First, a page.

The Shape of Justice: Spatializing Public Memory

Tuesday, October 25, 2022
4:00pm - 5:30pm
Dodd Center for Human Rights, Konover Auditorium

About This Event

Members of MASS Design Group will speak on their transformative practice of "spatializing memory.” In projects such as The National Memorial for Peace and Justice (Alabama) and the Martin Luther King Jr Memorial (Boston), MASS Design explores new ways to shift narratives, serve as a catalyst for truth-telling, and advance collective healing through the built environment.


Konover Auditorium
Dodd Center for Human Rights
Please register to join us.


Elena Baranes
Senior Designer, Sustainable Native Communities Design Lab, MASS Design Group

Brandon Bibby
Senior Architect, Public Memory and Memorial Lab, MASS Design Group

Morgan O'Hara
Manager, Advancement, Public Memory and Memorial Lab, MASS Design Group

Annie Wang
Senior Designer, MASS Design Group

About Elena Baranes

Elena joined MASS in January of 2019. Her work with the Sustainable Native Communities Design Lab and the Restorative Justice Design Lab focuses on engagement and design that elevates community voices. Her partnerships and projects seek to address the future of Indigenous sovereignty, healing through the arts and education, and decarceration. Prior to joining MASS, Elena worked as part of a Los Angeles-based design-build team. She received her Masters of Architecture from Yale School of Architecture and her Bachelor of Arts from Boston University.

About Brandon Bibby

Brandon Bibby AIA, ASID, NOMA, NCARB, WELL AP is a Senior Architect with MASS Design Group. Bibby joined MASS in 2021 as a Space and Society Fellow and currently works and manages research, engagement, and design across various Public Memory and Memorial Lab projects. Raised in the plains of Arkansas, where the Delta meets the Ozarks, Bibby is an artist, activist, and architect motivated by movement, culture, and familiarity in contemporary black and southern spaces. His work is rooted in preserving and developing architecture and dignified design in marginalized communities of color to address the lack of representation and access to equitable and quality design in the built environment. His diverse portfolio includes design, programming, and project management on over 100 preservation, arts, educational, commercial, and healthcare projects. Celebrated for his design leadership and community activism, Bibby was named a 2022 Ones To Watch Scholar with the American Society of Interior Design, recipient of the Alpha Rho Chi Bronze Medal, and was named the Arkansas Business' 20 in their 20s New Influential 2019 Class. He has lectured, and moderated panels with the American Institute of Architects, Architecture and Design Network, AARP, and currently serves as a Health Equity Advisor with the International Well Building Institute.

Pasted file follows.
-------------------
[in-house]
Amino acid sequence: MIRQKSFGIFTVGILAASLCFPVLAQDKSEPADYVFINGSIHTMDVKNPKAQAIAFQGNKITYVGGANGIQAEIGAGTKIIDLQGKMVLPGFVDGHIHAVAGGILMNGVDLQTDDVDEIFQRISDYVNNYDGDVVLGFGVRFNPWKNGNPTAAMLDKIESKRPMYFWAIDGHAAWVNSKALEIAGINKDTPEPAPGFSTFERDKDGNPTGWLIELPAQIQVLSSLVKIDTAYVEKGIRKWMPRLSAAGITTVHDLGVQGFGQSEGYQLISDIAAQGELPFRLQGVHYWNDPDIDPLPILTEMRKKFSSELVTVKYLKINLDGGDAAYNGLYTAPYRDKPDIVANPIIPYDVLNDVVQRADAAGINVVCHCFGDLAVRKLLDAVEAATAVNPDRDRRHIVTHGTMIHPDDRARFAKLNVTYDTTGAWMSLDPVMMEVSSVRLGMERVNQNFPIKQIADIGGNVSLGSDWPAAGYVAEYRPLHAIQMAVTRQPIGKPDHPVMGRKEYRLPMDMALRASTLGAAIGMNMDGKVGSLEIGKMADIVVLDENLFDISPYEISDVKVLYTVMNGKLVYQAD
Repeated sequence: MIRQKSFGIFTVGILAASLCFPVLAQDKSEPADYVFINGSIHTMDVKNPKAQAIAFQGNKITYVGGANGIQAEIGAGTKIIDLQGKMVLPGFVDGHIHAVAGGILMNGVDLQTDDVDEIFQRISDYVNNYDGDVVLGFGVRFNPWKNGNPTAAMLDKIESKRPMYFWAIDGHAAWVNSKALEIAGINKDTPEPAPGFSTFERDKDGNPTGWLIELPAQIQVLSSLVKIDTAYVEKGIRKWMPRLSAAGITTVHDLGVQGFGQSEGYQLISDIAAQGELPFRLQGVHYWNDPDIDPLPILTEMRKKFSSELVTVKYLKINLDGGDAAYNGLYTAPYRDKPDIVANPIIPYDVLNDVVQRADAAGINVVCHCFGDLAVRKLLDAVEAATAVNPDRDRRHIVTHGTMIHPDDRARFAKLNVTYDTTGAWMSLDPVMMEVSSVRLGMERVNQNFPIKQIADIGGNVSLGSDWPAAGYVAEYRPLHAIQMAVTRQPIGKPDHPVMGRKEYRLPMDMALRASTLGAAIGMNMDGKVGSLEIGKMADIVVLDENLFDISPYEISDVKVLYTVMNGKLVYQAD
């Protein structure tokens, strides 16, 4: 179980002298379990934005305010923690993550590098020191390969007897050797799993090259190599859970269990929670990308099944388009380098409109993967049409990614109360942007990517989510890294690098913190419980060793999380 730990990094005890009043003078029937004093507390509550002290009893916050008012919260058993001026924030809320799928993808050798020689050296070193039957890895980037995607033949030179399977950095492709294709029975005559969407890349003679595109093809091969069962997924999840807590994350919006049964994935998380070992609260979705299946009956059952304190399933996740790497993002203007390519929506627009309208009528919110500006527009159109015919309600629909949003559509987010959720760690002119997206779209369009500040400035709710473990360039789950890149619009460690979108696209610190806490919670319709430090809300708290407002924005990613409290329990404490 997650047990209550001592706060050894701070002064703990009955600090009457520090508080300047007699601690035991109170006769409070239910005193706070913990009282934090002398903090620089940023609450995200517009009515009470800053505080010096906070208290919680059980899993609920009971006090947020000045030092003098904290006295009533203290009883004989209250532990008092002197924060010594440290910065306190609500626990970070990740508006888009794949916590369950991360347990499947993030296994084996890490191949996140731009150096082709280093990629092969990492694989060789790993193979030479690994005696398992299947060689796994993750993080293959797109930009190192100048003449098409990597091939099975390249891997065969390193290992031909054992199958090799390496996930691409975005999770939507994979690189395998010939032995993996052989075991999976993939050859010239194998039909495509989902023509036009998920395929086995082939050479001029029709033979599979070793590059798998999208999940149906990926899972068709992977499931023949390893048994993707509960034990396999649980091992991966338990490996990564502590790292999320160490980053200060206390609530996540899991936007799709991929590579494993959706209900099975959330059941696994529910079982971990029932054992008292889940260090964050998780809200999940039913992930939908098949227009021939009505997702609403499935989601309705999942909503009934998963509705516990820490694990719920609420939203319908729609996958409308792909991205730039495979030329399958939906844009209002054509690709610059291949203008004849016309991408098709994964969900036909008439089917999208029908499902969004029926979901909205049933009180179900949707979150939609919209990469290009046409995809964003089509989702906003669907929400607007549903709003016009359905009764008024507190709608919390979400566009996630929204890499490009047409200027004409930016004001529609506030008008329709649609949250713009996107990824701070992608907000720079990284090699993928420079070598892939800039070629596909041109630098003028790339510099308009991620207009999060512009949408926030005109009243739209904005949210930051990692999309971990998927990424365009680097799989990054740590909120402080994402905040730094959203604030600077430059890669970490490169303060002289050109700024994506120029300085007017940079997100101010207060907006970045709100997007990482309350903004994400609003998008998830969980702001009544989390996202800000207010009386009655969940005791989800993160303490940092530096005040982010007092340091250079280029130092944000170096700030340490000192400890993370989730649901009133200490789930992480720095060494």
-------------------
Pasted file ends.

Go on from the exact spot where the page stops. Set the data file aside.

About Morgan O’Hara

Morgan O’Hara is a cultural historian of cities and the built environment. She has worked at MASS Design Group since 2018, where she conducts research to support built projects and exhibitions, and crafts written work alongside strategy for business development. Her backgrounds in cultural research, public history, and collaborative design have informed her approach to socio-spatial research to develop human-centered histories of urban space and infrastructural systems. For the Fringe Cities project, Morgan conducted longitudinal analyses of small cities in the United States that participated in mid-century urban renewal, and while at the Hudson Valley Office, she was embedded in the public engagement work necessary to craft meaningful community design solutions in Poughkeepsie. Her passion lies in elevating creative and community-driven expressions of lesser-known histories in public space. Morgan studied anthropology at Reed College and graduated from Columbia with a Masters in Historic Preservation. She has served as co-faculty for Studio II in Historic Preservation at Columbia GSAPP since 2021.

About Annie Wang

Annie joined MASS in February of 2018 as a Design Associate and is currently working on a kindergarten in Vietnam and a health clinic in Texas. Before MASS, she worked at Peter Rose + Partners and AMO/OMA in Rotterdam where she conducted research for publications and editing. She received her Bachelor of Art in psychology and architecture from the University of Toronto and her Master of Architecture I from Harvard Graduate School of Design.

This event is sponsored by the Research Program on Arts & Human Rights.

The Research Program on Arts & Human Rights explores how the arts can promote the full exercise of human rights and the consolidation of a democratic culture. The arts not only make human rights visible. They also advance democratic thinking as they help us imagine new futures and open unique spaces for dialogue and debate, ushering us into novel modes of experience that provide concrete grounds for rethinking our relationship to one another. Thus, the arts can act as a powerful means of sustaining individual and collective reflection on human rights, and of linking individual and collective public experience, social belonging and citizenship.